Joani Tremblay: Wanderlust After a while, a single memory transforms from a cluster of data to a sort of transparent marshmallow, from a fogless landscape to a charged theatrical backdrop. Or “more distant, less real,” as Montreal-based artist Joani Tremblay puts it. Memories get drunk, dissolve and mutate, forming relationships to other drunk, dissolved memories, assembling in the bank of miscellany from which synesthetic musings of the human mind become possible. Like, looking at something in Costa Rica that reflexively, involuntarily makes you think how you felt that day in Paris, sitting at a particular place, thinking about that thing. No explicit relationship, but some involuntary trace made.
The slaphappy, swaggering Californian artist Robert Irwin (best known for his light and landscape works), in speaking of his time in the desert said, “It suddenly just stands up and hums, it becomes beautiful, incredibly, the presence is so strong.” Tremblay brings hums from different landscapes into quiet communion on canvas. She does all her drafting digitally, testing “a million possibilities until I find this feeling of a place I was searching for, ”before sketching onto the material. Like utopias, the places in her paintings don’t exist. Utopia is
necessarily, by definition, “no place”. But these paintings can be understood as sensory assemblages of places
the artist has been or feels intuitively familiar with.
One sees so many images of the world over the course of a life. This enables people to fabricate
understandings that may or may not have footing in reality. Somehow, by these means, the immaterial is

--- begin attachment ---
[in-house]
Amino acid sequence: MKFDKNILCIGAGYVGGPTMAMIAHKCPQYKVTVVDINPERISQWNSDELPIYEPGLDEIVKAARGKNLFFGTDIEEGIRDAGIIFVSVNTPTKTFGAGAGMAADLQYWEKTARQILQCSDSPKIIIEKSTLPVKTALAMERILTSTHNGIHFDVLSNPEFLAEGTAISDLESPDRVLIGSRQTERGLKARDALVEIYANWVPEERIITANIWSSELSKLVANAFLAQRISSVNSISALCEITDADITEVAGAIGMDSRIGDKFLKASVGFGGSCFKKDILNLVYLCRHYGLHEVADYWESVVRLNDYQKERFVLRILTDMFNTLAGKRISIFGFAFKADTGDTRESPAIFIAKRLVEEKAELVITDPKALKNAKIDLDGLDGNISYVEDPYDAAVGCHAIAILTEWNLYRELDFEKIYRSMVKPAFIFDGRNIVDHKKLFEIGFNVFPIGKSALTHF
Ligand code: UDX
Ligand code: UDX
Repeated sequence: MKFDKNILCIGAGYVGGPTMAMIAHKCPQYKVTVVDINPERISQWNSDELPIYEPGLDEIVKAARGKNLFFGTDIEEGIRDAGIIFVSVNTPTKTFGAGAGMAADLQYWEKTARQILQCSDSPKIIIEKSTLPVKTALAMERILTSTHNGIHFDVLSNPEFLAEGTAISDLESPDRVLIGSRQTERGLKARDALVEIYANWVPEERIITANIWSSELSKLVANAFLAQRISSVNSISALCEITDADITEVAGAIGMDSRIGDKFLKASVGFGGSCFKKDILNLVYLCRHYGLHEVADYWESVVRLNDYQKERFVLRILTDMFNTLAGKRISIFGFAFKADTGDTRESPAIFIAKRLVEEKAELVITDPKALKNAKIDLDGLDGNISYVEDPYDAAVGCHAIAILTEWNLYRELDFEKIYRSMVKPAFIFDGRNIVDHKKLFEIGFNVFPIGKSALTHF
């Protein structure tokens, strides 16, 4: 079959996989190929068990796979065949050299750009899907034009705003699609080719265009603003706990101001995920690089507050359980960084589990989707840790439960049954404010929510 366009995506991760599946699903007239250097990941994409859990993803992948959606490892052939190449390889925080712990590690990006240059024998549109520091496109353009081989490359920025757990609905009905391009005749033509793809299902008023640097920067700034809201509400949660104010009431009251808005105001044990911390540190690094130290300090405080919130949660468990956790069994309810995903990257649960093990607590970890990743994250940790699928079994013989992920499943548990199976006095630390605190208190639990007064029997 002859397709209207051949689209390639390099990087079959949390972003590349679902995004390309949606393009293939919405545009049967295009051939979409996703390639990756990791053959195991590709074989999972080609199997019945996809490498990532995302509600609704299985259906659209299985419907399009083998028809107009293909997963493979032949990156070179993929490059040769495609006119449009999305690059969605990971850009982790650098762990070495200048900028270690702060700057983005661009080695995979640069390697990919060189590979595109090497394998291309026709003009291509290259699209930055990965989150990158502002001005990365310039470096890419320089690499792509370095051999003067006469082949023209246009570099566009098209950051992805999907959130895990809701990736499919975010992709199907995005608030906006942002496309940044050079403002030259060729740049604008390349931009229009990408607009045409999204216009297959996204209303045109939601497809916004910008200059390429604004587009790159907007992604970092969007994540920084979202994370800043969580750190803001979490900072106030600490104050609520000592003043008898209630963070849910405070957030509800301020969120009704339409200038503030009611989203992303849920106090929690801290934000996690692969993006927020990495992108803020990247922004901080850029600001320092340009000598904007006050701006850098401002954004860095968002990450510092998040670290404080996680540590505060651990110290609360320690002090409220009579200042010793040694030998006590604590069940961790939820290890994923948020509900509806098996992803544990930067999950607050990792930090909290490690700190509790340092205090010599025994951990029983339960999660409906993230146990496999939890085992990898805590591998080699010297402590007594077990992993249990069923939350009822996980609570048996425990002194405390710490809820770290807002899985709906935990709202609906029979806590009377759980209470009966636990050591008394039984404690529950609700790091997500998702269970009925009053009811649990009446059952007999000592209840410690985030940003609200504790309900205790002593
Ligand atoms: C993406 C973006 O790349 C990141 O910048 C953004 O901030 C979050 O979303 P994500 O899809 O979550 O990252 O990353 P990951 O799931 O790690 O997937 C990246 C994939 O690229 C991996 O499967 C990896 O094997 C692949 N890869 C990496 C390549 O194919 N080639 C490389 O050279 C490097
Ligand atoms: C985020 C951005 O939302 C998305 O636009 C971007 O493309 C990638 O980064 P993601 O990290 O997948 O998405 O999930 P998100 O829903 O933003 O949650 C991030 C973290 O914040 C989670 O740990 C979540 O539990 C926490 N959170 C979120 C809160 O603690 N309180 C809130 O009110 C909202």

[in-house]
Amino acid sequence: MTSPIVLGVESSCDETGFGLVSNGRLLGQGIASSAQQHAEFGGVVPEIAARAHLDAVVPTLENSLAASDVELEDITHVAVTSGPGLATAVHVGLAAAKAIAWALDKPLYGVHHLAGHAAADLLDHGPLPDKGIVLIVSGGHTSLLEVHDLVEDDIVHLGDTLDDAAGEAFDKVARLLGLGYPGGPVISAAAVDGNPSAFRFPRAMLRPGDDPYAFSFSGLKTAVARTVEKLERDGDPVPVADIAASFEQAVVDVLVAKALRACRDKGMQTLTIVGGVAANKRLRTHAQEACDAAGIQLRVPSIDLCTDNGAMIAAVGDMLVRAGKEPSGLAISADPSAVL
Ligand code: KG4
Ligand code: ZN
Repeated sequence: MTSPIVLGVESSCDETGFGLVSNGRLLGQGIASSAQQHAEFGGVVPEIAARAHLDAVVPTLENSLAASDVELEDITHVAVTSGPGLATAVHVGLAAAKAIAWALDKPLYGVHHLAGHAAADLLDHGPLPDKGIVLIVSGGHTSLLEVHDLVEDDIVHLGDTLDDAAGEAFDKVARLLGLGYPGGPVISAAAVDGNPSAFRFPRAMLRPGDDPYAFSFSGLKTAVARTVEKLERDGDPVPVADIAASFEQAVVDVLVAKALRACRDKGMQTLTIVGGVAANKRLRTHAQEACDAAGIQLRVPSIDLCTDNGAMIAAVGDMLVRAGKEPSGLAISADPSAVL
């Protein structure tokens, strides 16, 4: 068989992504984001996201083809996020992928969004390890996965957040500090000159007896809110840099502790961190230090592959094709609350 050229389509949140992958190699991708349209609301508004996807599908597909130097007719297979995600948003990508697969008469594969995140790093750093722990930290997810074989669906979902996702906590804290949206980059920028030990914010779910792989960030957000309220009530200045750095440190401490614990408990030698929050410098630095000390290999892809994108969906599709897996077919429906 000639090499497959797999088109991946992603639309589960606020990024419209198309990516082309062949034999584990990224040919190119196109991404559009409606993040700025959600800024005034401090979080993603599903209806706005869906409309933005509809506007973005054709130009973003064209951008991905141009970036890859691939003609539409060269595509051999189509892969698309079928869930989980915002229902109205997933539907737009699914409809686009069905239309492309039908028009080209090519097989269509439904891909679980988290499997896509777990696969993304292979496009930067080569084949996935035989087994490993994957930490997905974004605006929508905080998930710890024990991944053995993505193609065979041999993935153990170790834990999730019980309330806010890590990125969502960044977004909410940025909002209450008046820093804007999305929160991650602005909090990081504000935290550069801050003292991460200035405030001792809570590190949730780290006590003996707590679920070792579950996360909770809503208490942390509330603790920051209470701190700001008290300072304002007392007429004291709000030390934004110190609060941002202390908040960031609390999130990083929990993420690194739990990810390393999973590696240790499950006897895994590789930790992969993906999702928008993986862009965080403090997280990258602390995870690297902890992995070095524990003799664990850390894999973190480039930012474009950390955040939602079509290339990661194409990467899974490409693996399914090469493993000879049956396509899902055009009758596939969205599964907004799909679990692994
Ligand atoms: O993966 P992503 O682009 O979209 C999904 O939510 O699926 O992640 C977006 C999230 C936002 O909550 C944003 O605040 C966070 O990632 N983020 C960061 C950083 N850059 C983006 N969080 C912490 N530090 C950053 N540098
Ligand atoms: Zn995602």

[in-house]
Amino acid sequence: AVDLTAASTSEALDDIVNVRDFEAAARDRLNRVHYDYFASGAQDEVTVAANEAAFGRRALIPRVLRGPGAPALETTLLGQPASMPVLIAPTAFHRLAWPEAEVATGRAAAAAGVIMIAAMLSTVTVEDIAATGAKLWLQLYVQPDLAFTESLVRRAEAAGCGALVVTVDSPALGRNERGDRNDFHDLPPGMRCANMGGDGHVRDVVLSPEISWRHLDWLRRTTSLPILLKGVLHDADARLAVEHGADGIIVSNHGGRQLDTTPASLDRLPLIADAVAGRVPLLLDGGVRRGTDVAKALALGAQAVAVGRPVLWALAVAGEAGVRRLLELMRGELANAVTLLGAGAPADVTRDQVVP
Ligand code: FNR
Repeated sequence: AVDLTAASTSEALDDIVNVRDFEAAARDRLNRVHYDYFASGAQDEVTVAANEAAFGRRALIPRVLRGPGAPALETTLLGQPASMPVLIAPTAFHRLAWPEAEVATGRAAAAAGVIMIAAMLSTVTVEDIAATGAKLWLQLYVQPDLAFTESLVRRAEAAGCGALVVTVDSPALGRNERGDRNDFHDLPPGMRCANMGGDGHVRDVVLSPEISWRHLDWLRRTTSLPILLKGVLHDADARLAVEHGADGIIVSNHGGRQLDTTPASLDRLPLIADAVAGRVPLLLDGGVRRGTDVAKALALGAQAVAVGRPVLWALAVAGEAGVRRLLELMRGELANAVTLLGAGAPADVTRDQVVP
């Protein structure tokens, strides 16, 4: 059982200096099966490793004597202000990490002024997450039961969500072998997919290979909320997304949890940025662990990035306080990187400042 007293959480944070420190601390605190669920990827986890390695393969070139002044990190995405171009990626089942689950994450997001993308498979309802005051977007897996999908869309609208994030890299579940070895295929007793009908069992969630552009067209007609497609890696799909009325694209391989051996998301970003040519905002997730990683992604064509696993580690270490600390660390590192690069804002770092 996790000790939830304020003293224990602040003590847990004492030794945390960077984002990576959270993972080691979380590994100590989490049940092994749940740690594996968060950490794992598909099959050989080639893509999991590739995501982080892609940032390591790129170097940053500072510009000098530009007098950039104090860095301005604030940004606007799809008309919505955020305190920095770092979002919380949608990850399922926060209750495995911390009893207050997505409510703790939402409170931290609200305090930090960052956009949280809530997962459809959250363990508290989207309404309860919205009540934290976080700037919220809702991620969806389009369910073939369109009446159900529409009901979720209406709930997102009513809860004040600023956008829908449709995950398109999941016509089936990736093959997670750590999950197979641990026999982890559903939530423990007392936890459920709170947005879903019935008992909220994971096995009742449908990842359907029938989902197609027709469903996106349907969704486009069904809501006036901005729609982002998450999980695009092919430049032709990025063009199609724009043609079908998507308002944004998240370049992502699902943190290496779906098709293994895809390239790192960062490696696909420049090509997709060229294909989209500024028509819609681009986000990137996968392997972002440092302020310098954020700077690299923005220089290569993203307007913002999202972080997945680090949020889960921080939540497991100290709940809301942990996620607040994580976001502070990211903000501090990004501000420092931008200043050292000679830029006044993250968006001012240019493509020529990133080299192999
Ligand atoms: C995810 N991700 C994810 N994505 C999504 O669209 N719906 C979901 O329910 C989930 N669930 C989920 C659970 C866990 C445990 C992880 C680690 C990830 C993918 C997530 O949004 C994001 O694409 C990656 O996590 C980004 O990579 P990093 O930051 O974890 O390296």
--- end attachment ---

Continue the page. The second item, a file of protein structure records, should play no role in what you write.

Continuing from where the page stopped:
materialized. Tremblay’s paintings speak to such perceptions of intimacy we may experience with images from
across the globe: the way they find their ways to each other, the way we find our ways to them. Although the
present social, political, economic and environmental conditions are so volatile that most images we see are
fraught, Tremblay’s dense painterly visions, into the surreally familiar, are a testament to the wandering eye. To
the slowly stirring kind of solace that become possible by letting the mind wander into different sites for life,
rooms that materialize when required.
When Tremblay references traditional landscape painting—from Constable’s clouds to O’Keeffe’s New Mexico
days—it’s to put canonical notions of beauty in the ring. To set the classical (which has been discarded from
contemporary art discourse for its romantic excess, wide appeal and conceptual supposed paucity) alongside
camouflage or cacti, is to posit a kind of before-and-after sequence—a format so beloved by the internet. A way
to allude to complexity, or lost memory, quickly. Tremblay urges the viewer to mull over what is contained in the
mass of time that lies between one aspect of the painting and another.